It was the second biggest night for the GOP presidential candidates last night. And it was not a good night for Marco Rubio who lost his home state.

In the video below, Geraldo makes the point that Rubio eviscerated his own character in his unrelenting focus on Trump, and therefore didn’t do as well last night as he might have. I can’t say for sure whether the results in Florida have anything to do with Rubio attacks on Trump. But there might be something to it because I saw some of the debate before last, and the negativity seemed out of place (though I admit I found the joke about yoga in reference to Trump’s flexibility was hilarious). Rubio just didn’t do negative well.

I pondered that point for a while because Rubio was doing well prior to the negativity. Perhaps not well enough to win all the delegates he needed to win the nomination, but well enough to deny Trump the delegates he needs. Rubio clearly is not a natural at negative. So it’s a wonder to me why he might have been willing to commit to such a risky strategy.

Sorry, Geraldo. I do not agree that Rubio eviscerated his character. Rather, he displayed strength of character for a cause much larger than himself, the party and the country; to try to stop Trump before the battle gets to the convention because if it makes it that far, there will be more trouble than the Party needs. He fell on his own sword and sacrificed himself, and those who insist Trump must be stopped should be proud of his efforts.

In my other notes, I have to admit that I do not agree with the other candidates on the trouble at the Trump rally in Chicago over the weekend. On Monday morning, Bloomberg kept looping a video clip from the rally that showed one of the protesters, a young-ish woman, shouting taunts in the face of a male Trump supporter. The Trump supporter kept trying to step back, away from the protester, and for each step he took away from her, she advanced a step. The protester was menacing the Trump supporter in such a provocative way that would likely fray the nerves of even the most peaceful people. In the Trump supporter’s shoes, I wouldn’t have been able to put up with it either. Even at the risk of starting a riot, I would have had to do something to get the woman away from me.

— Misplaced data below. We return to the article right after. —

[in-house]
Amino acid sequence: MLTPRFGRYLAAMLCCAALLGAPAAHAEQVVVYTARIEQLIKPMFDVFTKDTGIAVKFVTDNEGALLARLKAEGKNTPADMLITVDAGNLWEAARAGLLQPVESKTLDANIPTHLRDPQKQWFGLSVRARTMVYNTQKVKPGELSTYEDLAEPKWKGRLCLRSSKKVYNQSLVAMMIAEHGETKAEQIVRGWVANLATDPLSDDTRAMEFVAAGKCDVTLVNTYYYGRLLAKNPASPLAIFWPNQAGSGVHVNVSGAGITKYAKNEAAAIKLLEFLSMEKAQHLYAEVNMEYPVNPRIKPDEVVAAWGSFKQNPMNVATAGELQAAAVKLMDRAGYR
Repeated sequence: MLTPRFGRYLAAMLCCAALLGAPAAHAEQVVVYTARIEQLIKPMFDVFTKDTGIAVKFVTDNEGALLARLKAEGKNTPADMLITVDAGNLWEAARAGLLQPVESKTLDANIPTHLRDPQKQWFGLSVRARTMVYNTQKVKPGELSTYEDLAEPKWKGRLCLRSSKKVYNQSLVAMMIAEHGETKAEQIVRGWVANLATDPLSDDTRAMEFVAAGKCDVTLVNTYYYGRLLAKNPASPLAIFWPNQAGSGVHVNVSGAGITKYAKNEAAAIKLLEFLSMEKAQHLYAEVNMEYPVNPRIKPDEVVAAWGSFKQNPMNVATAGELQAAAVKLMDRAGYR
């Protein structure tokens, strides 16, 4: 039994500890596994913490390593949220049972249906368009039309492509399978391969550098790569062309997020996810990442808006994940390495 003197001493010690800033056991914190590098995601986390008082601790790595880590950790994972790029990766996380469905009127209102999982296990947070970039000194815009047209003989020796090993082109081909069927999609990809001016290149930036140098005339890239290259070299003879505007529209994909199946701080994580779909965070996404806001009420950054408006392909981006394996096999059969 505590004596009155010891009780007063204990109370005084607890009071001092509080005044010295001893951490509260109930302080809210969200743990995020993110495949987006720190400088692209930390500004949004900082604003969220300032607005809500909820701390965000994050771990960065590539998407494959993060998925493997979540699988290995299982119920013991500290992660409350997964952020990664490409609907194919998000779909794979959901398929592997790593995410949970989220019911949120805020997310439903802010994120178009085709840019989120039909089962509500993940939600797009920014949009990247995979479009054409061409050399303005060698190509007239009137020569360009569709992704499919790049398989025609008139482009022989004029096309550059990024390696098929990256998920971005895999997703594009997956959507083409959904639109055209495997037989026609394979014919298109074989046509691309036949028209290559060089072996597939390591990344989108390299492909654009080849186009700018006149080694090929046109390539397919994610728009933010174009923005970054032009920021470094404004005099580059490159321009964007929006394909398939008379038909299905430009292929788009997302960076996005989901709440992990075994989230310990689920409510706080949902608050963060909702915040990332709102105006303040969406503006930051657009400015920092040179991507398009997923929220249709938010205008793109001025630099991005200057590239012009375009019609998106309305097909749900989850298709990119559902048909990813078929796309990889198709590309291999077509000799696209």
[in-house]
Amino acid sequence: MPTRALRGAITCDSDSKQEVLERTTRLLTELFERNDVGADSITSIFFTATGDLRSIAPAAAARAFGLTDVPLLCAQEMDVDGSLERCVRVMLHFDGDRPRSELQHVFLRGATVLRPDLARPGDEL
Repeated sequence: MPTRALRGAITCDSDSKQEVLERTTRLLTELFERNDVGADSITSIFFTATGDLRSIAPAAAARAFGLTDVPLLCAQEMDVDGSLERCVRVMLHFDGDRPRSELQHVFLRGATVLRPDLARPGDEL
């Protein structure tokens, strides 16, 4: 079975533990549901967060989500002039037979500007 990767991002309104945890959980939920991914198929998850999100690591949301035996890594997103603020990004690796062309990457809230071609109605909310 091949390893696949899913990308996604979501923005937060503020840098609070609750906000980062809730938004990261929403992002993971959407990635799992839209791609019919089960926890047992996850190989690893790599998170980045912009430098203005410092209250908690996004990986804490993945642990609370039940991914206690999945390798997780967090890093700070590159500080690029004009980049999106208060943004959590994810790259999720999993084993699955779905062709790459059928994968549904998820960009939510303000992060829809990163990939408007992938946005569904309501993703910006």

And then I thought about who the people protesting the Trump rally are. And these protesters, specifically, I had an issue with a few years ago for attacking people at Tea Party rallies. At one such rally, a disabled man in a wheelchair was beaten and hospitalized by these thugs as he was handing out Tea Party flags on sticks. These people are not my friends and I care not what happens to them.

Of course I’ve put a lot of thought toward those who have been trying to stop Trump. And despite the consideration, I can’t say whether I’ve truly made up my mind where I stand on the entire matter of Trump. But most of the people who appear to hate him most, for a variety of reasons I assume, I have major issues with myself, and I agree with them on practically nothing else. Most of them are people who do not have the General Welfare interests in mind.

And this is what is personally troubling me about the whole Trump ordeal the most. I feel like I am standing in front of the giant craps table of fate, gambling with choices between one known evil, the new and stagnant normal, and one huge question mark about what’s on the other side of Trump’s rhetoric. It’s enough to instill a desire to just click my heels together and wake up from this nightmare.

 

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